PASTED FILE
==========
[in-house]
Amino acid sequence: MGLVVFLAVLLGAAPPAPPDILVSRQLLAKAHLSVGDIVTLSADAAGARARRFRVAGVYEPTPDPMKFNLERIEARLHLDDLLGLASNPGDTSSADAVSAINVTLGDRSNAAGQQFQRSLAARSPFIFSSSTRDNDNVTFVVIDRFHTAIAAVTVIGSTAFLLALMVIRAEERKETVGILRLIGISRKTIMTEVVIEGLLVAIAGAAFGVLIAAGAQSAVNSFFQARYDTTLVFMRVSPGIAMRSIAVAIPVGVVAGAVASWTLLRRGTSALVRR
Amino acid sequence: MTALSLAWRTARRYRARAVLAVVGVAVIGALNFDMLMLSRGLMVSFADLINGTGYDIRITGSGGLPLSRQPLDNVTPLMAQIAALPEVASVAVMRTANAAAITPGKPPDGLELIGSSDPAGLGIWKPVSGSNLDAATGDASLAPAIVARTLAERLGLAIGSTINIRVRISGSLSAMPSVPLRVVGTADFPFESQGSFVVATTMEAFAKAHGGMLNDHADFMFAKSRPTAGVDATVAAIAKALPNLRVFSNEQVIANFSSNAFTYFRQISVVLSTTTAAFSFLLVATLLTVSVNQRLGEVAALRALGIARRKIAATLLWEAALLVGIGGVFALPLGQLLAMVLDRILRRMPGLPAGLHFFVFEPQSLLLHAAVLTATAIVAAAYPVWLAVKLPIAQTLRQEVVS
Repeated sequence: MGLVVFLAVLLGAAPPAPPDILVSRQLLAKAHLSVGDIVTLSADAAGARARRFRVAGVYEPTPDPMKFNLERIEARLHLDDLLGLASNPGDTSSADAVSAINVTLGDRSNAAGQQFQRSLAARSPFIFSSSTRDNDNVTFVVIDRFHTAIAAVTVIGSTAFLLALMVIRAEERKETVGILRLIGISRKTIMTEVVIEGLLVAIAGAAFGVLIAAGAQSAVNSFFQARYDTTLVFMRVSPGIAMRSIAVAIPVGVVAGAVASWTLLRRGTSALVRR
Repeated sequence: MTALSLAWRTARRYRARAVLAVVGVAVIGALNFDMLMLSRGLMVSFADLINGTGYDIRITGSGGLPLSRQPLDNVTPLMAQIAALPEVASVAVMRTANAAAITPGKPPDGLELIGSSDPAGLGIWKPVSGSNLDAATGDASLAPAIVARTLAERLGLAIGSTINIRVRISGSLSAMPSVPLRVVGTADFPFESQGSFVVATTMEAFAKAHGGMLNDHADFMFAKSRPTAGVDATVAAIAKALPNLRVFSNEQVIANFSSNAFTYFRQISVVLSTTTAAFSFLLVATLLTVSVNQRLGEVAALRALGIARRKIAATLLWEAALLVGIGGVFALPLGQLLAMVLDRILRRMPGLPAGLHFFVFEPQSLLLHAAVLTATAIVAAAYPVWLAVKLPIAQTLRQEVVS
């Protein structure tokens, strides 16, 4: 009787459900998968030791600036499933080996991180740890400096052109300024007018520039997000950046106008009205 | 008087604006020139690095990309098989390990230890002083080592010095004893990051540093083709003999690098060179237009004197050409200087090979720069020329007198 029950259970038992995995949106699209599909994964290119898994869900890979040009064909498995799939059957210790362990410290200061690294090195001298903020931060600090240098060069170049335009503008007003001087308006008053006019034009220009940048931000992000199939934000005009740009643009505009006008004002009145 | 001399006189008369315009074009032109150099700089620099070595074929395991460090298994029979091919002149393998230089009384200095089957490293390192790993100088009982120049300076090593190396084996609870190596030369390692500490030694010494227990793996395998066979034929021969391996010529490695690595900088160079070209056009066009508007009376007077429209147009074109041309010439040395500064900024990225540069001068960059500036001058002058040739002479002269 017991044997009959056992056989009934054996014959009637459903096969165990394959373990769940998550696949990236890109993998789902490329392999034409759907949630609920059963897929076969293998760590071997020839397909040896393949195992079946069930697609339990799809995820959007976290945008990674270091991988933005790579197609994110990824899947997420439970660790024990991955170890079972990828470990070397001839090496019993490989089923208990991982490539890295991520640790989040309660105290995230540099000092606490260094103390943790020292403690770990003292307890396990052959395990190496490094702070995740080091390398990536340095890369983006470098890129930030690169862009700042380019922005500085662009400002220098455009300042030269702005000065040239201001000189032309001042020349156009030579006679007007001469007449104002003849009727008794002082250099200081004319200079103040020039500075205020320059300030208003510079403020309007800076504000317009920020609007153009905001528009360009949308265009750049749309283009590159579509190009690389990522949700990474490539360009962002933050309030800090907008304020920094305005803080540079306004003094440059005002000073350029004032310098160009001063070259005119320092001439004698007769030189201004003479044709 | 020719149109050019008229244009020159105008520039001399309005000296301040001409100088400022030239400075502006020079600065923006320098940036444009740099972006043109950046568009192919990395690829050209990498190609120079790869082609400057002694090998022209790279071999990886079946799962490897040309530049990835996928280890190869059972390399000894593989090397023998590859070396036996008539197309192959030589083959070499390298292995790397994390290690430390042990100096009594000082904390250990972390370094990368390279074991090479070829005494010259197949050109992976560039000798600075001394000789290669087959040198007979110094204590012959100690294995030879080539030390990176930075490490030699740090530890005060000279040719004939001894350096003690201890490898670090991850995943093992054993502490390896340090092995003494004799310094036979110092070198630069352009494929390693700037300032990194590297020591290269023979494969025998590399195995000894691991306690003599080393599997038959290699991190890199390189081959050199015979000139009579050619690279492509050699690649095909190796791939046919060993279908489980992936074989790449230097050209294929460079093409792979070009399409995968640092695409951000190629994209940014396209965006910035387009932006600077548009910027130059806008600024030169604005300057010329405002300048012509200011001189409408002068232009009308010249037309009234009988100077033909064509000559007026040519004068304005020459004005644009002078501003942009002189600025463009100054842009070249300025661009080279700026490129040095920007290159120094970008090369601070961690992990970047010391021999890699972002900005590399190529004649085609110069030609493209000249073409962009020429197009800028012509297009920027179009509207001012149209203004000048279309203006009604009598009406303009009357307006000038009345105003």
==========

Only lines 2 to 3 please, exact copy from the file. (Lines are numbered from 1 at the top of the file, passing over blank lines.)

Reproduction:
Amino acid sequence: MGLVVFLAVLLGAAPPAPPDILVSRQLLAKAHLSVGDIVTLSADAAGARARRFRVAGVYEPTPDPMKFNLERIEARLHLDDLLGLASNPGDTSSADAVSAINVTLGDRSNAAGQQFQRSLAARSPFIFSSSTRDNDNVTFVVIDRFHTAIAAVTVIGSTAFLLALMVIRAEERKETVGILRLIGISRKTIMTEVVIEGLLVAIAGAAFGVLIAAGAQSAVNSFFQARYDTTLVFMRVSPGIAMRSIAVAIPVGVVAGAVASWTLLRRGTSALVRR
Amino acid sequence: MTALSLAWRTARRYRARAVLAVVGVAVIGALNFDMLMLSRGLMVSFADLINGTGYDIRITGSGGLPLSRQPLDNVTPLMAQIAALPEVASVAVMRTANAAAITPGKPPDGLELIGSSDPAGLGIWKPVSGSNLDAATGDASLAPAIVARTLAERLGLAIGSTINIRVRISGSLSAMPSVPLRVVGTADFPFESQGSFVVATTMEAFAKAHGGMLNDHADFMFAKSRPTAGVDATVAAIAKALPNLRVFSNEQVIANFSSNAFTYFRQISVVLSTTTAAFSFLLVATLLTVSVNQRLGEVAALRALGIARRKIAATLLWEAALLVGIGGVFALPLGQLLAMVLDRILRRMPGLPAGLHFFVFEPQSLLLHAAVLTATAIVAAAYPVWLAVKLPIAQTLRQEVVS